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In three months, with Christmas and a Masters capstone in between I think I can get ten portraits done at Cotton Factory. Four large ones (4’x4′ or the equivalent) at a $1500. entry fee, and six small (2’x2′ or the equivalent) at a $500. entry. By ‘entry’ I mean that I expect the final cost of the painting to be equal to that fee, but if the collaboration takes us down rabbit holes and onto a longer journey I may need to adjust for the final piece.

Folks who do not want their portrait painted may pay the commission fee for someone who does but cannot afford it – this might then become a 3-way collaboration.

These paintings will be shown together at the end of the residency, in Hamilton and in Owen Sound. I hope we’ll all be present to talk about the process, which I’ll also write about on this blog under the title “Portraits”, (with all confidentiality agreements firmly in place).  I’ll produce a print and an ebook as well, which will be available on this blog and likely other places.

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Since I began to talk about this last week I’ve received three commissions – two smaller ones and one large. That means four small collaborations are available, and three larger ones [I can’t do this with family or exes – that’s my only rule. This is not because I don’t love and value these friendships, it’s because my story and yours are too entangled for me to have any real objectivity – make sense?].

If you are interested in working with me on this December to January project, please write to me at keirartworks@gmail.com, with “Portrait Project” in the subject line. No questions are dumb questions – all are welcomed, so ask away!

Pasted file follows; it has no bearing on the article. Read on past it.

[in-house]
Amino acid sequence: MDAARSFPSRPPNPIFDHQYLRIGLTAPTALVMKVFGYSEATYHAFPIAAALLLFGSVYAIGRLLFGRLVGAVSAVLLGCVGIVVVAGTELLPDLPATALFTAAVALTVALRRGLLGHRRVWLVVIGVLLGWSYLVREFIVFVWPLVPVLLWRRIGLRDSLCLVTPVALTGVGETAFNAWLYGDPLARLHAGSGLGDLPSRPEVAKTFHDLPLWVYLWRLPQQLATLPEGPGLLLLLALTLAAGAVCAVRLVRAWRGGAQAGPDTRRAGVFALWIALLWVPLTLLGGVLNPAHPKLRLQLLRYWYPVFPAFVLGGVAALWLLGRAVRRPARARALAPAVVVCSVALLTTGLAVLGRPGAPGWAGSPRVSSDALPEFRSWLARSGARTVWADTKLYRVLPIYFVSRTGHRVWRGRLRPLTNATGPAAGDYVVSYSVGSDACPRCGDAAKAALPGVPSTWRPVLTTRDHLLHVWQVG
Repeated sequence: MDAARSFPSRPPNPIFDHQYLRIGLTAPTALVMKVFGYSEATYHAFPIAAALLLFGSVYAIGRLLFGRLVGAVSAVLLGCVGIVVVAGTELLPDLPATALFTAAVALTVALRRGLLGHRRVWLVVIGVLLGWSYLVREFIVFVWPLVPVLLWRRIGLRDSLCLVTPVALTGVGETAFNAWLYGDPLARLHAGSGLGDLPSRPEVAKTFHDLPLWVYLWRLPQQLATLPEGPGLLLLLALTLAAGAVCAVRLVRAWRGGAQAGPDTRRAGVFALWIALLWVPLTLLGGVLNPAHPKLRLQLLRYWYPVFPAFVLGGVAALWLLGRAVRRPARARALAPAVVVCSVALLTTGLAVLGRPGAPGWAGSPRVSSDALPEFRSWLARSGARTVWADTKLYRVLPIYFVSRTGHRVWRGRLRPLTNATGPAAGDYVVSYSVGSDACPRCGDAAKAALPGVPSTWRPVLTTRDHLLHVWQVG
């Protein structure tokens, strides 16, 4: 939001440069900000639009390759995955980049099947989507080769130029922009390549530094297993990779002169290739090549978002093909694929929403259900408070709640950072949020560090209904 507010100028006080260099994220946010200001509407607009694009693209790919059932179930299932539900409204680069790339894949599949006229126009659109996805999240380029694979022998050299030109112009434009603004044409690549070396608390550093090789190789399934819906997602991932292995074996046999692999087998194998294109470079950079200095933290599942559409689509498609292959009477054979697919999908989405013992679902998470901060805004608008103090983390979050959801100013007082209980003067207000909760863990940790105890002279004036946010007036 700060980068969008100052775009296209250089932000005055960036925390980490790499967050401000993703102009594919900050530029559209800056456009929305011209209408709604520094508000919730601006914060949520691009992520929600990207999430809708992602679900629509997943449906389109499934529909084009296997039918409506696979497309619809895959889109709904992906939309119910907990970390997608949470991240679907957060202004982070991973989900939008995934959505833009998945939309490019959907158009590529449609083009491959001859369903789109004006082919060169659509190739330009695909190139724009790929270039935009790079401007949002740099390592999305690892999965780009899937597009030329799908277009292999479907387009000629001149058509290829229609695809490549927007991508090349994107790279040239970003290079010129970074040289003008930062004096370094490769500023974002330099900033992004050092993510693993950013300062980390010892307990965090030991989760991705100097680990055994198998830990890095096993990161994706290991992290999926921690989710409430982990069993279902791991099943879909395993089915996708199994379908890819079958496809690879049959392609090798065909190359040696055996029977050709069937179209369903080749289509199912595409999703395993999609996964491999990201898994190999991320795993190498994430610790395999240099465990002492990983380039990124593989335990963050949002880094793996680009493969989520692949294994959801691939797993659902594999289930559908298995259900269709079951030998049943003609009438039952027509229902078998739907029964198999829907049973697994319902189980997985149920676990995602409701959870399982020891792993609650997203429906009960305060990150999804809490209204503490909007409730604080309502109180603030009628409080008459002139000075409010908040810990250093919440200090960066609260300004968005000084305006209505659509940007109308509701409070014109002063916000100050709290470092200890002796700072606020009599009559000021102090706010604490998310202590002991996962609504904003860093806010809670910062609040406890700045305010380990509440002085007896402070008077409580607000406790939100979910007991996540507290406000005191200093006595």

I’m also planning an artist talk to introduce this in person on November 24, 2018 in Owen Sound. Some of my existing work will be on display there as well – I’ll be posting photos of those pieces on instagram and facebook in the days leading up to the artist talk.

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Nobu the cat has been a great advisor

In some ways I can see that that this project has the potential to build a human equivalent of the forest I lived in this summer. We share stories as trees share soil and sun. I have a growing suspicion that art for us is like mycelium to them – a connector across species that nourishes and enriches.

This is a good idea – I can feel it in my bones. Fun, challenging, intriguing – and fast. Three months begins on December 1 and ends February 28. I encourage you to consider coming with me to Hamilton, as one of ten collaborators.

Woot!  More to come in the days that follow!

 

 


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Cabin 21: Poets

It took this tree about 100 years to grow and I’m burning it, piece by piece, in four months. It was the one mature tree I cut down to make room for this cabin – a twinned birch, now half gone.

Every time I put a new log on the fire I’m aware of this – my territorial claim a year ago, my use of a once living thing to keep me warm. The math – our part in climate change.